In addition, there are many entities, including government agencies and non-profit organizations, that are required to use RFPs to give legitimacy and transparency to their projects. An RFP reveals that a company is taking project goals and the supplier selection seriously.

Understanding the RFP Process

While your organization might vary these procedures a little, most business leaders follow the same basic process when creating and issuing an RFP. Let’s take a look at the process to follow.

Establishing Scoring Criteria

It might seem backward to start from the end, but you need to establish how you’ll ultimately select the winning bid. In other words, which factors are the most important and valuable to this project?

Is it a supplier’s pricing estimate? Or are you more concerned with the unique skill set they can offer or their past performances and references? Working with your team, define these criteria before you publicly release your RFP for bids.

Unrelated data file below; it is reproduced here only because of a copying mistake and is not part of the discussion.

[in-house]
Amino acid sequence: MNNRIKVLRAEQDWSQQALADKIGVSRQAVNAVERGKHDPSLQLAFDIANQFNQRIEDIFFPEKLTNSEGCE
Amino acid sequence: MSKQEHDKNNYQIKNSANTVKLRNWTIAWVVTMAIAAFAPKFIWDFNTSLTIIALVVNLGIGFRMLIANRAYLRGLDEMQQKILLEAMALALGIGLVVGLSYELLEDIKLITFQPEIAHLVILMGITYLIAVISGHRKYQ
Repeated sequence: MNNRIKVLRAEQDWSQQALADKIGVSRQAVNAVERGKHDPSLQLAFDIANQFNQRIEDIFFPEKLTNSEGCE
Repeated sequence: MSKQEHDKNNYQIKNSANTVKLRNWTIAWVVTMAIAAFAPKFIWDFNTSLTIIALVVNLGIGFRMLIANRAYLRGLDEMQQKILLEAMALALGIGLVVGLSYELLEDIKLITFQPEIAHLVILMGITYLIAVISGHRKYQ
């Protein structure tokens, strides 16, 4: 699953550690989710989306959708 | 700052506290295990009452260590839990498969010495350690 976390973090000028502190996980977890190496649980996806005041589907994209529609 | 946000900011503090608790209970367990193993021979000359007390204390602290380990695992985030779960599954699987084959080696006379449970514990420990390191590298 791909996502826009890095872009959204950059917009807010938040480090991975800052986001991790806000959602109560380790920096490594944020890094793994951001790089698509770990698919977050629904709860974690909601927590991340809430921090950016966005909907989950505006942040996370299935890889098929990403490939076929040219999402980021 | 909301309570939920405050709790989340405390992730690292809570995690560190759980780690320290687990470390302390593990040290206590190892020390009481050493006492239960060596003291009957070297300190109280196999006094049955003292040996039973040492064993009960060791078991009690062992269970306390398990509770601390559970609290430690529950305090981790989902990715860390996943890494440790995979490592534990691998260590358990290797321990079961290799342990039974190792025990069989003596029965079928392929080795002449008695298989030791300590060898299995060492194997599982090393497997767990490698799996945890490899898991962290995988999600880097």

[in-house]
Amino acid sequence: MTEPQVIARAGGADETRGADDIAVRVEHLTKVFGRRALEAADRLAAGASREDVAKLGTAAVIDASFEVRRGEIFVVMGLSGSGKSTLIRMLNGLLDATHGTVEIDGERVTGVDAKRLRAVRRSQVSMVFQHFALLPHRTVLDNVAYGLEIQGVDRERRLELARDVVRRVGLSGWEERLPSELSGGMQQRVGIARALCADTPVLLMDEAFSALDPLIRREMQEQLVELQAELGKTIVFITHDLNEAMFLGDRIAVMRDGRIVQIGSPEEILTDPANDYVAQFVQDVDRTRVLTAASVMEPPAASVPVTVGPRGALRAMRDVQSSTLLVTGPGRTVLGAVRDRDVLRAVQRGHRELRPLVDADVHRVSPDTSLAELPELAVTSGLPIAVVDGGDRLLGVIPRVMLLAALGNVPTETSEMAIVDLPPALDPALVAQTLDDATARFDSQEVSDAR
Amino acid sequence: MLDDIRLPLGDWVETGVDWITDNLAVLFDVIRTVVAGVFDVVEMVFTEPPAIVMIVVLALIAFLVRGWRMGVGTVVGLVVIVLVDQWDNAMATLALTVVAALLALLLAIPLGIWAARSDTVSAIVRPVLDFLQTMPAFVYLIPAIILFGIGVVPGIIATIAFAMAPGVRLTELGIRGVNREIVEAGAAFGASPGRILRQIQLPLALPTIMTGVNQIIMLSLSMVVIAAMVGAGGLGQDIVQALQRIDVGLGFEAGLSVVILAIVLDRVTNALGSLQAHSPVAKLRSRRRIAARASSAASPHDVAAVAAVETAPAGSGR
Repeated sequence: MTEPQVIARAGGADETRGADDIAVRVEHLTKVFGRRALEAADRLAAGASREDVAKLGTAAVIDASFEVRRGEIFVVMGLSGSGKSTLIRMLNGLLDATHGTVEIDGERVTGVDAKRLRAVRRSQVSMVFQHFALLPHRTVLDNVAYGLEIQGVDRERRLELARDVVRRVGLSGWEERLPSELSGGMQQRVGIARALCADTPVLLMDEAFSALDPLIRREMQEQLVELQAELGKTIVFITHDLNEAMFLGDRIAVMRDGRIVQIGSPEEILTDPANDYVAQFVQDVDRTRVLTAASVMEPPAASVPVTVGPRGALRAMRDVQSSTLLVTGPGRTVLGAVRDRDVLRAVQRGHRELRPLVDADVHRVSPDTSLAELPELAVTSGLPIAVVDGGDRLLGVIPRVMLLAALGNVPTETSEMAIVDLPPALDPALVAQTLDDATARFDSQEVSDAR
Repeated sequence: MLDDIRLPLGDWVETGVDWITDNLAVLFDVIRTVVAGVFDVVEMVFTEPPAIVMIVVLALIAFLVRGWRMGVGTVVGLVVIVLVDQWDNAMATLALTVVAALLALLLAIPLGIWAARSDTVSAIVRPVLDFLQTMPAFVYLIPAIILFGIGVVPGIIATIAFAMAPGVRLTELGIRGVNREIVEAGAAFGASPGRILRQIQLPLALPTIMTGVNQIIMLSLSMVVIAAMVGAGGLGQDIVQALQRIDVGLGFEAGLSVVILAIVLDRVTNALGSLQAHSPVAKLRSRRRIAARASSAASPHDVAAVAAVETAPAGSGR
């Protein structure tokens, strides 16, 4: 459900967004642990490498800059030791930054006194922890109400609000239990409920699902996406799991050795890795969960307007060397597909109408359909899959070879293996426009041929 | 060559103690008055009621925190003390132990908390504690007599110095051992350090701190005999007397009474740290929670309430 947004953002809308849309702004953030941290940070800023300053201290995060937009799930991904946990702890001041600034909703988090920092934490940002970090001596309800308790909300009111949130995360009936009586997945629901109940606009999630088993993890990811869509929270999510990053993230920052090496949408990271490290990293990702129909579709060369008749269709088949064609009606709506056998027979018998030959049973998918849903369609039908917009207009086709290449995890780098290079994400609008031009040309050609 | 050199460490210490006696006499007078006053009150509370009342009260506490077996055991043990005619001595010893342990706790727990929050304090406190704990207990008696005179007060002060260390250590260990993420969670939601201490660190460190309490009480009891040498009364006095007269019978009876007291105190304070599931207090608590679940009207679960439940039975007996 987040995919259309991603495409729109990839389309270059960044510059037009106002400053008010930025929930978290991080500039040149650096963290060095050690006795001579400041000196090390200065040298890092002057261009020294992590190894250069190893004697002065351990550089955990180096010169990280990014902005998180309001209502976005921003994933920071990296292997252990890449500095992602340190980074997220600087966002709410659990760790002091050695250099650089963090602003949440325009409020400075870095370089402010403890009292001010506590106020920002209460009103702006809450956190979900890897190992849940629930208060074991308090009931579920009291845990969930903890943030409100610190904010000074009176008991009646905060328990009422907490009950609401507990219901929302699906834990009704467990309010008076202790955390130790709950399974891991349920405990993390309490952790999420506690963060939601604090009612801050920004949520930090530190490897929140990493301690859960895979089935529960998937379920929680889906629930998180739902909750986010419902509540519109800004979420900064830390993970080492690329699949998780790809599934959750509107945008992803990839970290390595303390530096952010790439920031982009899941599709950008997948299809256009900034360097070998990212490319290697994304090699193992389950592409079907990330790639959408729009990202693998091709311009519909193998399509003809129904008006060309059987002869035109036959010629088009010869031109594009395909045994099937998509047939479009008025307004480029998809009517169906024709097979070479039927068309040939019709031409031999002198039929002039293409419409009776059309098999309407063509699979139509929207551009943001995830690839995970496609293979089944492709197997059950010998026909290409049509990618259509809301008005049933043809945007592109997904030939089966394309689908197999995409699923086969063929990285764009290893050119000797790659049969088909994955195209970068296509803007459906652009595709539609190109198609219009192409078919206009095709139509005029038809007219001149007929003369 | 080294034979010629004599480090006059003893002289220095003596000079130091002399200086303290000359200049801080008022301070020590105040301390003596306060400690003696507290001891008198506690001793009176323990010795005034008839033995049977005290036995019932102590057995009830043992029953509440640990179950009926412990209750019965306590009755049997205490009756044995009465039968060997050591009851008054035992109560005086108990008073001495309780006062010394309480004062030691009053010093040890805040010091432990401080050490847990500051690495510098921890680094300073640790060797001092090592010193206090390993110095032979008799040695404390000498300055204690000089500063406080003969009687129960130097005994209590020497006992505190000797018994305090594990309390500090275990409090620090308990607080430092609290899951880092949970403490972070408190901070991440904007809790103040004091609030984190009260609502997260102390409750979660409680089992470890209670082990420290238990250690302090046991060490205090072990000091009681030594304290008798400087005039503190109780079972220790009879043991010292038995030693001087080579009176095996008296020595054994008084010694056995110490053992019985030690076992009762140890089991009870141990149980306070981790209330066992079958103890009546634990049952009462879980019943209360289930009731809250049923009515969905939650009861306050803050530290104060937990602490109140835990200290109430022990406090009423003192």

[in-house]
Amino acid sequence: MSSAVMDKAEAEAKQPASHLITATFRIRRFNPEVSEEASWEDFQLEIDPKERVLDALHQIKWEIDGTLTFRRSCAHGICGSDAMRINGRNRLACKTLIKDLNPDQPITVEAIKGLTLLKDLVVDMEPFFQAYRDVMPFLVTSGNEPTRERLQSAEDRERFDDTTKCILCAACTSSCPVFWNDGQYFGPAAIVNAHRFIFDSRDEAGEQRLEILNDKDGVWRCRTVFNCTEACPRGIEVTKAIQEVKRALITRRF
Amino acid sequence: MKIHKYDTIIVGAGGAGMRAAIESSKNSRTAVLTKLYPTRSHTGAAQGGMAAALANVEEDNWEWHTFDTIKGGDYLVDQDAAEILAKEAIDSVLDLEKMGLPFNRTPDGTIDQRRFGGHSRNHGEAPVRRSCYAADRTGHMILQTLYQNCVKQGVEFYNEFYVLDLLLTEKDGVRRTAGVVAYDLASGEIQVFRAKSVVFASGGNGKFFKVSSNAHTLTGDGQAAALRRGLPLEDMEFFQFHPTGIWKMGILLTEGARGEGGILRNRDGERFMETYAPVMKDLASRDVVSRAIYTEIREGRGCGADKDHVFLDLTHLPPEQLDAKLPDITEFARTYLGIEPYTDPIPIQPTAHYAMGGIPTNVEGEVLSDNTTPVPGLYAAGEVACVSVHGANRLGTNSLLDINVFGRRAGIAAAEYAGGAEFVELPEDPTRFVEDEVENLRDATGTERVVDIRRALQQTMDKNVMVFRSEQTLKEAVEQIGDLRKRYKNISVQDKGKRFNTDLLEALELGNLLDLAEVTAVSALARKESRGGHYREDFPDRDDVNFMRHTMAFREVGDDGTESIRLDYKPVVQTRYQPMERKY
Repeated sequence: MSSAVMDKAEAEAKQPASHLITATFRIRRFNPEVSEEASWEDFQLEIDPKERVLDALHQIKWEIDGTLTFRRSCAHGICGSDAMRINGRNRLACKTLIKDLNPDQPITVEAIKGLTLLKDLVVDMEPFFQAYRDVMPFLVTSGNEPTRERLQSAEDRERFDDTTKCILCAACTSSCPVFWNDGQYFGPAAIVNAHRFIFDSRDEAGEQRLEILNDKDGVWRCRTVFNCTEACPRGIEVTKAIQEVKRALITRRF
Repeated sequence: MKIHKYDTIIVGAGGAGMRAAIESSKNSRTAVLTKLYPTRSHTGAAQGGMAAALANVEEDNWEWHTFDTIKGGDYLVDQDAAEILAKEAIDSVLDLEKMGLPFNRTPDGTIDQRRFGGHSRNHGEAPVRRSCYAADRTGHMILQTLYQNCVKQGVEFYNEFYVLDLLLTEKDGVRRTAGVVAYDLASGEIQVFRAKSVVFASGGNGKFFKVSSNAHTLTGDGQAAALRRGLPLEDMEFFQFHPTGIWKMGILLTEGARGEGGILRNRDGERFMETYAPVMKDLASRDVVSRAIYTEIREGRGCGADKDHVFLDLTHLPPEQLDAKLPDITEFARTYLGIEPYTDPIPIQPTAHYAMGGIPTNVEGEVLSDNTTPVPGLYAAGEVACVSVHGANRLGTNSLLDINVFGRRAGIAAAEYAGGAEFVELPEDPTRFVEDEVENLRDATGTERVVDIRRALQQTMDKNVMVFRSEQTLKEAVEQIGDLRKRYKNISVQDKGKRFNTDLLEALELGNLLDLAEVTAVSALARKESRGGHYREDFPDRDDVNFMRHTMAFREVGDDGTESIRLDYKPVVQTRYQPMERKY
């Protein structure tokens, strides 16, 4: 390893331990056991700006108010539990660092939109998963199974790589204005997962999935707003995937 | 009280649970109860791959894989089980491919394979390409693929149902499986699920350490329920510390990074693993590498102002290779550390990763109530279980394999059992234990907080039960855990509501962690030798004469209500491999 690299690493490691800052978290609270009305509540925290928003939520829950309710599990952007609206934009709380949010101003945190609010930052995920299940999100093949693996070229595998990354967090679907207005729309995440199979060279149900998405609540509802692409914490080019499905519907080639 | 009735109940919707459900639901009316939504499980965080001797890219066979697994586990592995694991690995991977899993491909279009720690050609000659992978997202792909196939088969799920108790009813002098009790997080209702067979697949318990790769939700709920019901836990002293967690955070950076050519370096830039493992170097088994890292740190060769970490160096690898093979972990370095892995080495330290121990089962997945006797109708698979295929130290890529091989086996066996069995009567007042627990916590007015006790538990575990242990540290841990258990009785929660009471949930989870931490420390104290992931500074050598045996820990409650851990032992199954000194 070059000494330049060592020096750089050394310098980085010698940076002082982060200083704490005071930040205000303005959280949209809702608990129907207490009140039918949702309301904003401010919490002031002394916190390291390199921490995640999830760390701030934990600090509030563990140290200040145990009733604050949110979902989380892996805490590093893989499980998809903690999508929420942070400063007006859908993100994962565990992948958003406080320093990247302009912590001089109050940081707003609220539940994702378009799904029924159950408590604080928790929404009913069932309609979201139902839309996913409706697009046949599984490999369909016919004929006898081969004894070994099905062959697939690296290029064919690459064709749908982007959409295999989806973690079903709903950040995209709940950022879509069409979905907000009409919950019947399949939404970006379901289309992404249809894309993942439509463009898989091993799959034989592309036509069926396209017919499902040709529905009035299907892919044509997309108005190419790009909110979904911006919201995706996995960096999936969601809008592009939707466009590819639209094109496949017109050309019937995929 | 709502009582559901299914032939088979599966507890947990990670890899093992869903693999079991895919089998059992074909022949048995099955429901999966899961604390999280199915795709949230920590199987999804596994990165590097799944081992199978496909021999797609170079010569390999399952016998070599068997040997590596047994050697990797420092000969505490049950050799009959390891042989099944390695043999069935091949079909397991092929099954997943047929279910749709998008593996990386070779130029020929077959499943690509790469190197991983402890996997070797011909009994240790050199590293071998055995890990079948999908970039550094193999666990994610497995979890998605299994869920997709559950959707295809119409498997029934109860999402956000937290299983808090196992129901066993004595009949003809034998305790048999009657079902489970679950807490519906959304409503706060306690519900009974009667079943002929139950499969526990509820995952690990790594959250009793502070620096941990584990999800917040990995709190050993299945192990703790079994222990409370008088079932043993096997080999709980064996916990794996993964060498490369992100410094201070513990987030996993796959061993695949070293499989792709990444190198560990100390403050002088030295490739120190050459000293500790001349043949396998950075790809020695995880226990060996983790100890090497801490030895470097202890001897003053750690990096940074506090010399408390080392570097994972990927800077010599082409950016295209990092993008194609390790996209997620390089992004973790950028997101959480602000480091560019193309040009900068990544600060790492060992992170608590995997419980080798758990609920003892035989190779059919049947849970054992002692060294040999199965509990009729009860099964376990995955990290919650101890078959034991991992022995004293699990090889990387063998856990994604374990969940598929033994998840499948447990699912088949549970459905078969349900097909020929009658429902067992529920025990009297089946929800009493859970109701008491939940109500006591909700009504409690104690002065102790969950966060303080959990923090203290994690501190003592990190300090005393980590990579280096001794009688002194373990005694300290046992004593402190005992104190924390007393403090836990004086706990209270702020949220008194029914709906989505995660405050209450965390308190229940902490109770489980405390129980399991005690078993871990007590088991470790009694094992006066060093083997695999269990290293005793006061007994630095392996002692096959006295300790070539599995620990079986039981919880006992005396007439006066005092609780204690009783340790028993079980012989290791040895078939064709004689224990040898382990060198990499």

This helps you weed through the proposals that miss the mark right out of the gate. This way, you can quicken the selection process, easily rank qualified suppliers, and begin work sooner.

Formatting the RFP

Within the body of the RFP, you’ll identify your needs for the project. While each RFP will read differently, a few of the most common categories to write about include:

  • The history and background of your organization
  • A detailed project description
  • The background of the project and the results you expect
  • The resources you need to complete the project (materials, tools, software, labor)
  • The project budgets
  • The anticipated project timeline
  • Defined project milestones and deliverable due dates

In addition, you can also include supplemental information in your RFP.  If you have specific questions for suppliers to answer or extra details you want them to provide, list them there.

The RFP should also clearly state the deadline for proposal submissions, as well as specific steps to follow when it’s time to submit. Some companies will require suppliers to mail their bids in, while others (such as government agencies) will use online systems.